From 2005-2010, there were 132 reports to the Vaccine Adverse Events Reporting System following Tdap administrations in pregnant women; no unexpected patterns of maternal or neonatal adverse events were observed.12 Shakib et al13 reported on 138 women who received Tdap during pregnancy in Utah between 2005-2009 and compared them with 552 unvaccinated controls. More than half of the Tdap vaccinations were administered early in pregnancy. They found no differences between vaccinated and unvaccinated women in rates of spontaneous abortion, therapeutic abortion, preterm delivery, low birth weight, or congenital anomalies. More recently, Donegan et al39 reported among more than 20 000 women in the United Kingdom who received Tdap during pregnancy, compared with historical rates, that there was no increased risk of stillbirth within 14 days of vaccination. They also observed that premature birth, low birth weight, or preeclampsia-eclampsia were not associated with maternal pertussis vaccination.
We detected an increased risk of being diagnosed with chorioamnionitis following vaccination (adjusted RR, 1.19). However, these results should be interpreted with caution because the magnitude of this risk was small, and we did not observe an increased risk of preterm birth, a major sequela of chorioamnionitis. Thus, the chorioamnionitis risk observed may be due to residual confounding. Additional electronic data were not available to adjust for important chorioamnionitis risk factors in the full cohort, including prolonged rupture of membranes, prolonged labor, or genital tract pathogens. Furthermore, we were unable to evaluate for the possibility of differential epidural use between vaccinated and unvaccinated women.40 It is worth noting that our chart review sample showed that 95% of women with chorioamnionitis had received an epidural.
Another potential explanation is that the findings related to chorioamnionitis reflect heterogeneity in the diagnosis. Chart reviews revealed that a diagnosis of chorioamnionitis had only 50% PPV for having a clinical presentation consistent with chorioamnionitis. When this PPV was applied, the association between Tdap vaccination at 27 and 36 weeks’ gestation and chorioamnionitis was no longer significant. Although maternal influenza vaccination is known to induce a brief nonspecific inflammatory response,41,42 we are not aware of a biological mechanism for Tdap vaccination during pregnancy to increase a woman’s risk of developing clinical chorioamnionitis during delivery.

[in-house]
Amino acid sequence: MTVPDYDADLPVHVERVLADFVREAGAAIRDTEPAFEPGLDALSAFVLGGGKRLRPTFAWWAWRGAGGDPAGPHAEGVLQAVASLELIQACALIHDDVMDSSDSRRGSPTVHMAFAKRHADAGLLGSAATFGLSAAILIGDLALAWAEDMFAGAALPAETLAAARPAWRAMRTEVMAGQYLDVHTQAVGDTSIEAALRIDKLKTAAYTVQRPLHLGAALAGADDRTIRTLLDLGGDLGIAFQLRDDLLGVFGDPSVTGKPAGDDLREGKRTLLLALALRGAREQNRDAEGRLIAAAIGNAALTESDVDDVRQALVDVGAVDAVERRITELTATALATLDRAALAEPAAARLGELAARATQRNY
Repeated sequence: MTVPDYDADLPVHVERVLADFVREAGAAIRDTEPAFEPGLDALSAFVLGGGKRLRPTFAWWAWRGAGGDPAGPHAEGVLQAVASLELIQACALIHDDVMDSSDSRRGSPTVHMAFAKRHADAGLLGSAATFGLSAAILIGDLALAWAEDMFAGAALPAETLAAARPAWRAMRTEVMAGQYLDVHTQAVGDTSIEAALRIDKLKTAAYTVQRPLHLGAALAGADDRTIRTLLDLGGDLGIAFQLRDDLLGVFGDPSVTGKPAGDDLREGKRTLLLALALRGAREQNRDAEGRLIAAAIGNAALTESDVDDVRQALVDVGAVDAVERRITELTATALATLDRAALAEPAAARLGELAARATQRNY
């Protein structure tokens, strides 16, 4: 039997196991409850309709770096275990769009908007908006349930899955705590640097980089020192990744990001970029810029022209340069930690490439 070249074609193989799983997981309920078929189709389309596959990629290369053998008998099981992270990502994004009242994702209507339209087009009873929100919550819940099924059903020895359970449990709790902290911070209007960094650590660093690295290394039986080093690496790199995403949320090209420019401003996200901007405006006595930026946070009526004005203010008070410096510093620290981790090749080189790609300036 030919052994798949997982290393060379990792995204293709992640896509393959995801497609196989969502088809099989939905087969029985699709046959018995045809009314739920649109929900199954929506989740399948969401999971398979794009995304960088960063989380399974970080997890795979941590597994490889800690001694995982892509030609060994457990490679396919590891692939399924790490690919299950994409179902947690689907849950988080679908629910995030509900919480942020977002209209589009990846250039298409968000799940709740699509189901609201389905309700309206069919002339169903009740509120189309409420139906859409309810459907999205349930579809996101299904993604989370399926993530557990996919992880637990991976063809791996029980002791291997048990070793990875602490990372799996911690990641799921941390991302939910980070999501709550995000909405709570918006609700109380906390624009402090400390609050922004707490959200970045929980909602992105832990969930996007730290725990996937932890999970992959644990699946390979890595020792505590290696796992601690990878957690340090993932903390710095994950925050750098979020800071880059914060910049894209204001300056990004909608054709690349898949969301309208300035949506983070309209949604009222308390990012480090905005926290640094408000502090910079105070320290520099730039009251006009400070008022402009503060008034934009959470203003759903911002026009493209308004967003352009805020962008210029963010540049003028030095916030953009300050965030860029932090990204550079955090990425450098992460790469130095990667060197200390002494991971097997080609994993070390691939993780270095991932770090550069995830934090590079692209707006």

The current study included a large cohort of women receiving Tdap during pregnancy and thus greatly expands on the existing literature. An additional strength was the use of validated data sources and outcome measures.15 Similar to prior VSD studies,18,20,35 pregnancy outcomes were identified using an algorithm that has been shown to be 99% accurate for identifying pregnancies that end in a live birth.16 In addition, in a sample of 350 automated mother-infant linkages within the VSD files, 100% were confirmed to be correct with chart review.16
Our assessments of gestational age and birth weight came from EHR data, with gestational age specifically assigned by clinical assessment of the newborn. In a recent validation by Andrade et al,43 of 465 infants from managed care organizations, gestational age based on clinical assessment was confirmed in 94%. Similarly, among 212 infants with birth certificate data showing low birth weight (<2500 g), 99% were confirmed in medical record review.43 Preeclampsia was identified through diagnoses (ICD-9 codes). A recent validation study from 1 California VSD site found these ICD-9 codes to have a PPV of 94%.44 To further ensure high PPV for this outcome, we restricted to diagnoses occurring at 20 weeks’ gestation or more and required eclampsia to be an inpatient diagnosis.
An additional strength was the use of analytic techniques to minimize bias. For example, for assessing preterm delivery we used time-dependent exposure methods to adjust for differential timing of vaccination. Although crude rates for preterm delivery were higher in women unexposed to Tdap during pregnancy, after accounting for differential-time exposure (Table 2) in the full cohort, this risk was no longer apparent. As an example, a woman vaccinated at 35 weeks has limited time following vaccination for a preterm delivery to occur. Alternatively, a woman who delivers at 28 weeks has less time while still pregnant to receive Tdap. Evaluations of pregnancy exposures that do not account for differential exposure times may mistake differences in crude rates as protective effects. For the subset vaccinated between 27 and 36 weeks, the time-dependent Cox model did not fully correct for the bias due to differential exposure times and an apparent protective effect of vaccination remained (HR, 0.88; 95% CI, 0.80-0.95).